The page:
Redfish Hole is not exactly what it seems. Yes, it is a popular fishing spots for locals, but it is really about so much more than fish. Due to a natural ridge that extends far out into the marshes, the Hole offers one the rare opportunity to wander through everything from scrubby flatwoods to tidal salt marshes, and to experience close up and in all seasons the remarkable details of those communities. On a recent visit, I was taken by the pluck of the little mangrove seedling on the right, valiantly trying to reestablish a forest along this coast.
When I was a small child, my parents rented a summer cottage on Cape Cod Bay. I awoke the first morning at dawn, excited about a day at the beach. As I peered out the window that faced the bay, I was astonished and crushed to find that the glittering sea from the evening before was now all sand, as far as my eye could see. Based on my limited experience with contained water, all I could think was that a very powerful someone had pulled the plug and let it all drain away. It was a tragic thought back then, but sometimes I wish I could recapture that simple naive way of experiencing life.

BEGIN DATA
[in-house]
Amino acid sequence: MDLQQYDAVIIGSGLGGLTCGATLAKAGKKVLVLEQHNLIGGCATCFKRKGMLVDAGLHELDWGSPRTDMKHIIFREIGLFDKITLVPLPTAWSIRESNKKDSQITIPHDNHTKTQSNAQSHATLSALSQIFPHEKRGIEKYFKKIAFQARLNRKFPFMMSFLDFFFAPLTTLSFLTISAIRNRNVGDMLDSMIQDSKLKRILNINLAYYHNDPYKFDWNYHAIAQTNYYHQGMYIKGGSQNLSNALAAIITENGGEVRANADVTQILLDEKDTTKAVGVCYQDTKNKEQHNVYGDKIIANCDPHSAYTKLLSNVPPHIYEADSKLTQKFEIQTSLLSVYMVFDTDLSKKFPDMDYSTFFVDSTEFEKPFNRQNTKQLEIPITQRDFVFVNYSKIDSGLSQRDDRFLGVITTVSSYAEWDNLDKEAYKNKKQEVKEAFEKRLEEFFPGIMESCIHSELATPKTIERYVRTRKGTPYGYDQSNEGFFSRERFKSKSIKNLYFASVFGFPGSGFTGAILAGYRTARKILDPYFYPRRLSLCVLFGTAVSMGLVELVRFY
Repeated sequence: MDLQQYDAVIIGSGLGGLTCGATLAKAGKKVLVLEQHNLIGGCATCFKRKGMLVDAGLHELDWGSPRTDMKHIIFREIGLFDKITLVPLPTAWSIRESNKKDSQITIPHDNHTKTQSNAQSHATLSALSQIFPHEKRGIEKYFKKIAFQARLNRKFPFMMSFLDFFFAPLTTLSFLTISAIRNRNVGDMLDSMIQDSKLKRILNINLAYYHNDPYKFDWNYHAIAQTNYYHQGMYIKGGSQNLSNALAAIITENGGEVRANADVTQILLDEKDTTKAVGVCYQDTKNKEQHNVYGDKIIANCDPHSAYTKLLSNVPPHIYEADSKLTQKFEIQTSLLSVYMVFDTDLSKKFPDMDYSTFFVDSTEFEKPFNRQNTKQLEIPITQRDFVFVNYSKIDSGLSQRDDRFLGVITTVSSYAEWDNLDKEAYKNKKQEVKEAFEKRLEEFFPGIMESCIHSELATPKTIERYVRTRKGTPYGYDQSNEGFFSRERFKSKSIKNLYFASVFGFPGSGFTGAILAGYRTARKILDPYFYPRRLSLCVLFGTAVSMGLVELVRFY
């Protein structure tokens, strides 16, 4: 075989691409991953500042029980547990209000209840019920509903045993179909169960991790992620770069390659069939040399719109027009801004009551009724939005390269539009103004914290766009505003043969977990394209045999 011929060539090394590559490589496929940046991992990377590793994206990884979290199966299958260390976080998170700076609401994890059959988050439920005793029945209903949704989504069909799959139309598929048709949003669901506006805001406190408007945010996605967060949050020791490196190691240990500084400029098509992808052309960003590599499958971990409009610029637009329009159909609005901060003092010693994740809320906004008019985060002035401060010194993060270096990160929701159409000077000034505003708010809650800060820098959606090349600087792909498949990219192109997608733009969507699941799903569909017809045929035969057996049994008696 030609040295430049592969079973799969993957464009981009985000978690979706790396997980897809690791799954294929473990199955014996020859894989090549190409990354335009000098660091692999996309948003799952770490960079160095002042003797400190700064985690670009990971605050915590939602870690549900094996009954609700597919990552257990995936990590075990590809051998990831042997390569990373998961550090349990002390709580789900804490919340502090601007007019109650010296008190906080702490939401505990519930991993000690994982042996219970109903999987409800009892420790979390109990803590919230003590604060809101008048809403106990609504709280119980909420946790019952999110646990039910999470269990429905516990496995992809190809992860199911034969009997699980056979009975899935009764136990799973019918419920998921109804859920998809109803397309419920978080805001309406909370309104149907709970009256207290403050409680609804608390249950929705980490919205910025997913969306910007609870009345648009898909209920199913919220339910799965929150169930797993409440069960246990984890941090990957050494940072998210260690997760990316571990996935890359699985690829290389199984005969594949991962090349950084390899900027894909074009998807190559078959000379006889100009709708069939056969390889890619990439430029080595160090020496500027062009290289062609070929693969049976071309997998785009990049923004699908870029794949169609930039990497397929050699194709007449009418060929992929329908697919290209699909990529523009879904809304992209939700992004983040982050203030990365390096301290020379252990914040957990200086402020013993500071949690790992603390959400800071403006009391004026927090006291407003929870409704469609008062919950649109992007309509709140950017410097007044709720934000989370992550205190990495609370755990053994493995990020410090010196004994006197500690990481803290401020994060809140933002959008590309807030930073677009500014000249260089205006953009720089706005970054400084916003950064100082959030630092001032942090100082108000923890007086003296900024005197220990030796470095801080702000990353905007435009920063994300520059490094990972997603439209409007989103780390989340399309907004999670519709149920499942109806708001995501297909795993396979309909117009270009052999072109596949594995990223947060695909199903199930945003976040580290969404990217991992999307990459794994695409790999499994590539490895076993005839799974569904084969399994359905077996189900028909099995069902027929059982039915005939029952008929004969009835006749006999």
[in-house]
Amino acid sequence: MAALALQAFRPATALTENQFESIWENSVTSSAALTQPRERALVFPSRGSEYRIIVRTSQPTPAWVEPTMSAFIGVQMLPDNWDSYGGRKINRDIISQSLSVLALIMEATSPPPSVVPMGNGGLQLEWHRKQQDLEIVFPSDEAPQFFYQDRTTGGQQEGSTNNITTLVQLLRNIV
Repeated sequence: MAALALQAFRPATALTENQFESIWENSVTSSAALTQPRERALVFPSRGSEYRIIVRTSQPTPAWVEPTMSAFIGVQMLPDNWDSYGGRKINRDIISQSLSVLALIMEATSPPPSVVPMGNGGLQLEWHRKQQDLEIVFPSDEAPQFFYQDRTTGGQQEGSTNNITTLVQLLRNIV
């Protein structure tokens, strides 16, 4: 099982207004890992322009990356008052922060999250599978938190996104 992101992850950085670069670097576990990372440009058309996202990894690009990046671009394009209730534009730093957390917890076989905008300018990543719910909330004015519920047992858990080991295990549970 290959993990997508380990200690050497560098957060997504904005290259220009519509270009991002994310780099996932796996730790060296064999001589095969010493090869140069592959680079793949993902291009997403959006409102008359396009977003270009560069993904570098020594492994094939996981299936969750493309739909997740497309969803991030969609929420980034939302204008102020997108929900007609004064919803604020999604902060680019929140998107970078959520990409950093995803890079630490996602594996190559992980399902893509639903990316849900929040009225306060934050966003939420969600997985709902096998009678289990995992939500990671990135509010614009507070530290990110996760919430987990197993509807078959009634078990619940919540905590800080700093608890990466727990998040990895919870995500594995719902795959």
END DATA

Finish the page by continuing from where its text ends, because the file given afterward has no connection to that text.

Last week, I was drawn to our local fishing pier by the knowledge that the moon would be setting toward the pier, shortly after sunrise and at low tide. So there I was, in the half-dark on a finger-numbing February morning, no sound save the soft Gulf breeze, gingerly stepping through the wet marsh to find a pleasing composition. For just a moment, I was visited with child-like simplicity and wondered. Is the tide following the moon over the western horizon or is it the other way around, the moon being dragged by the receding tide? Or are they locked in a celestial dance with neither leading, both just drifting away to the west?